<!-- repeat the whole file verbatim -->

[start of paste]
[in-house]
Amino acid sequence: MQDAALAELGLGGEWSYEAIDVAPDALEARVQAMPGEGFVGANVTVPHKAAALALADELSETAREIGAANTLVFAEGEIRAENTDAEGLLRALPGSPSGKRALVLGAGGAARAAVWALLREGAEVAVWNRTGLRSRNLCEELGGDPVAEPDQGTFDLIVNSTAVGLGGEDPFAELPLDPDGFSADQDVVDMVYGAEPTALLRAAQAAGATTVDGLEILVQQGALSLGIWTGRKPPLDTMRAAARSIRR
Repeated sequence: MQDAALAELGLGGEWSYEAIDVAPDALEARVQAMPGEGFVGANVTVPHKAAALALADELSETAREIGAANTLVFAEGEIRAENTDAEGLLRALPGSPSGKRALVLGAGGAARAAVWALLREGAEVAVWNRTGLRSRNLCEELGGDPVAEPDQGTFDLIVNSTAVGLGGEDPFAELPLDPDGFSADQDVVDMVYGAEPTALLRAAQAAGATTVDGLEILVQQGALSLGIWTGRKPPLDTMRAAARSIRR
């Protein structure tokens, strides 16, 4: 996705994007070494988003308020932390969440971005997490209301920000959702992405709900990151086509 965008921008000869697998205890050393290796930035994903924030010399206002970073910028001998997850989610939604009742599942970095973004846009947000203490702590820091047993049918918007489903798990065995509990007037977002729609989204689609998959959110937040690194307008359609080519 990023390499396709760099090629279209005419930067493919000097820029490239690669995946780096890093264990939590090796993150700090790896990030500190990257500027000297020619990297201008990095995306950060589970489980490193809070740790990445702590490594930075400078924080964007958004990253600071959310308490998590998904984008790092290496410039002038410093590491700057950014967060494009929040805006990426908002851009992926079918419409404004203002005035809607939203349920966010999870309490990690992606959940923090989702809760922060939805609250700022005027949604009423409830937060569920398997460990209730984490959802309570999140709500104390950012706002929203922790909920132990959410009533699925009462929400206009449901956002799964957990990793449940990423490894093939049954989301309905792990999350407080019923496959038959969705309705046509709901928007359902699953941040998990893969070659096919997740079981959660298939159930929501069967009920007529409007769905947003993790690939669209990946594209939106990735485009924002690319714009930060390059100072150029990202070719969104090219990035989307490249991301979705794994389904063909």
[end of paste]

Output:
[in-house]
Amino acid sequence: MQDAALAELGLGGEWSYEAIDVAPDALEARVQAMPGEGFVGANVTVPHKAAALALADELSETAREIGAANTLVFAEGEIRAENTDAEGLLRALPGSPSGKRALVLGAGGAARAAVWALLREGAEVAVWNRTGLRSRNLCEELGGDPVAEPDQGTFDLIVNSTAVGLGGEDPFAELPLDPDGFSADQDVVDMVYGAEPTALLRAAQAAGATTVDGLEILVQQGALSLGIWTGRKPPLDTMRAAARSIRR
Repeated sequence: MQDAALAELGLGGEWSYEAIDVAPDALEARVQAMPGEGFVGANVTVPHKAAALALADELSETAREIGAANTLVFAEGEIRAENTDAEGLLRALPGSPSGKRALVLGAGGAARAAVWALLREGAEVAVWNRTGLRSRNLCEELGGDPVAEPDQGTFDLIVNSTAVGLGGEDPFAELPLDPDGFSADQDVVDMVYGAEPTALLRAAQAAGATTVDGLEILVQQGALSLGIWTGRKPPLDTMRAAARSIRR
């Protein structure tokens, strides 16, 4: 996705994007070494988003308020932390969440971005997490209301920000959702992405709900990151086509 965008921008000869697998205890050393290796930035994903924030010399206002970073910028001998997850989610939604009742599942970095973004846009947000203490702590820091047993049918918007489903798990065995509990007037977002729609989204689609998959959110937040690194307008359609080519 990023390499396709760099090629279209005419930067493919000097820029490239690669995946780096890093264990939590090796993150700090790896990030500190990257500027000297020619990297201008990095995306950060589970489980490193809070740790990445702590490594930075400078924080964007958004990253600071959310308490998590998904984008790092290496410039002038410093590491700057950014967060494009929040805006990426908002851009992926079918419409404004203002005035809607939203349920966010999870309490990690992606959940923090989702809760922060939805609250700022005027949604009423409830937060569920398997460990209730984490959802309570999140709500104390950012706002929203922790909920132990959410009533699925009462929400206009449901956002799964957990990793449940990423490894093939049954989301309905792990999350407080019923496959038959969705309705046509709901928007359902699953941040998990893969070659096919997740079981959660298939159930929501069967009920007529409007769905947003993790690939669209990946594209939106990735485009924002690319714009930060390059100072150029990202070719969104090219990035989307490249991301979705794994389904063909």